Shell has interests world-wide and is one of the largest oil companies in the world, but they are relative new-comers to the oil sands. They are better known locally as Albian Sands, the subsidiary name under which their oil sands venture operates. “’Shell’ is the service station,” explained Annesley – and indeed there is a Shell service station in Fort McMurray. Fort McMurray, as its name implies, is an historic outpost which served early explorers and fur traders, but today it’s a boom town in every respect, serving the entire oil sands development.
Syncrude and Suncor Energy are the other producers of oil sands in Alberta, with Suncor having been the first. But, with the world abuzz about Canadian oil sands, it’s projected that over the next decade more than $100 billion will be invested in northern Alberta oil sands, eventually involving all of the world’s major oil companies. And, in that decade, oil sands is expected to surpass deep-water offshore wells as the single largest source of new global supply.
From 2000-2007, an estimated $67 billion was invested in oil sands projects in Alberta. Another $170 billion in oil sands related projects are at some stage of development.
The first leg of our tour actually began in Calgary. Sprawling high, wide and handsome across the prairie, with some one million people, there is about Calgary a kinetic aura snapping with the energy of an oil boom town. It’s an electric feel I had forgotten, having experienced it before during the oil boom days of Billings.
Bold and unapologetic “oil art” graced the walls of hotels and restaurants in Calgary — a subtle culture difference, to the say the least, but understandable when one realizes how many oil companies have their headquarters in Calgary. When the head of the Canadian Petroleum Industry Association was asked why their headquarters were in downtown Calgary rather than the capital, he said that it seemed like the best place to be, once they realized that the headquarters of 150 of their members was with 15 minutes walking distance.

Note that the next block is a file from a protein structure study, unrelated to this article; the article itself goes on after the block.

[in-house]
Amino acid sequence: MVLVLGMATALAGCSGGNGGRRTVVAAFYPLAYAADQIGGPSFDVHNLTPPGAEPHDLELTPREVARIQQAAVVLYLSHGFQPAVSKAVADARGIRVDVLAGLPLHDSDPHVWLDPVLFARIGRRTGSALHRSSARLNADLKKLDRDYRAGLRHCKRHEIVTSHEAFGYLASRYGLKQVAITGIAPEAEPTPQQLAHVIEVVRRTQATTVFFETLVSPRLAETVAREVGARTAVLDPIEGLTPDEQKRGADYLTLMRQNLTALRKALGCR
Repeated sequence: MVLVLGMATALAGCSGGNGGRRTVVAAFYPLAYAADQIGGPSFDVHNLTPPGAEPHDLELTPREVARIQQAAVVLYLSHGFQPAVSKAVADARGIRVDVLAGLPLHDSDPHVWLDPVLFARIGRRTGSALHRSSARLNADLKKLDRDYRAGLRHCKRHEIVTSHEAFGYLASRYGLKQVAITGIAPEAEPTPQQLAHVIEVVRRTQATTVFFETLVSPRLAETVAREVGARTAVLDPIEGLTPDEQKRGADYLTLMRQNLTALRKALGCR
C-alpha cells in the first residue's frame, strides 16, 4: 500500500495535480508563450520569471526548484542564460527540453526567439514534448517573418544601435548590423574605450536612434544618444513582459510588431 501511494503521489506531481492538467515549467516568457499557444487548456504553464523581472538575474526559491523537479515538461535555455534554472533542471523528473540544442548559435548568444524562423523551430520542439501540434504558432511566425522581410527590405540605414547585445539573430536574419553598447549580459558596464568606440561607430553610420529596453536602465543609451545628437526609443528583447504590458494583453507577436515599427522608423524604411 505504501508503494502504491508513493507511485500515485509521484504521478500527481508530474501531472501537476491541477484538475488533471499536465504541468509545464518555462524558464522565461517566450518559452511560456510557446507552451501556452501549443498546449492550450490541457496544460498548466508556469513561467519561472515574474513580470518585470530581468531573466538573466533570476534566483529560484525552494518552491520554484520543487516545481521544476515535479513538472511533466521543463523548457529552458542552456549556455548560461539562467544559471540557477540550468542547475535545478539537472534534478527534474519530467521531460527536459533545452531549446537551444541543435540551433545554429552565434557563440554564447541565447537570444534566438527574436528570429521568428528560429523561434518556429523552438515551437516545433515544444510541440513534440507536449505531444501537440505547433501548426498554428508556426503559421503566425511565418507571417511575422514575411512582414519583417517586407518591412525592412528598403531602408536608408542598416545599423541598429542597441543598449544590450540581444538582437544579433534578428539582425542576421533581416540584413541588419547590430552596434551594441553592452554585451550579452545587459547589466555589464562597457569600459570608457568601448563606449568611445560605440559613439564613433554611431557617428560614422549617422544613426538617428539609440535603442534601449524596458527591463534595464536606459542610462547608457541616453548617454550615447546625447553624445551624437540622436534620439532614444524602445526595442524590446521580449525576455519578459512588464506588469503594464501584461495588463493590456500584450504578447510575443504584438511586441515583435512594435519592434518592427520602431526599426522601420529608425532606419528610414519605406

The cultural difference was every bit as apparent in listening to people who represent Alberta’s government. I can’t recall ever hearing such positive, upbeat talk about business and industry, coming from agents of government, as that which I heard around the conference table at our first gathering on the 23rd floor of the Shell Oil building in Calgary.
There was a firmness and resoluteness in the words of Christopher Holly, Acting Director of Communications for Alberta Energy, as he explained how Alberta came to the decision to develop its oil sands. Alberta faces some of the same obstacles to economic growth as does Montana, and as in Montana, Alberta has “a lot of assets in the ground.”
Alberta’s government decided, in the early 70s, in order to provide more opportunities for its citizens, to embrace one of its biggest natural resource assets and began an experimental effort to extract the bitumen or crude oil suspended in the sands along three of its major water ways, Peace River, Cold Lake and Athabasca. It was the Albertan government which launched the entity that was to later become the privately held Suncore Energy.
Today one in thirteen jobs in Alberta is directly related to energy. Almost 147,000 Albertans are employed in the province’s oil and gas extraction industry. Thousands more in the service sectors which support the industry. By 2020 those employed in the basic industry is expected to reach 200,000 as the industry invests billions more. “This might be one of the biggest industrial projects in the world, in terms of total investment,” said Annesley.
Of significance to Montana is the projection that the oil sands are expected to produce almost as many jobs outside Alberta as within, generating more than five-million person years of employment – one –third of which will be created outside Alberta, and four out of every five jobs will start outside the oil sector.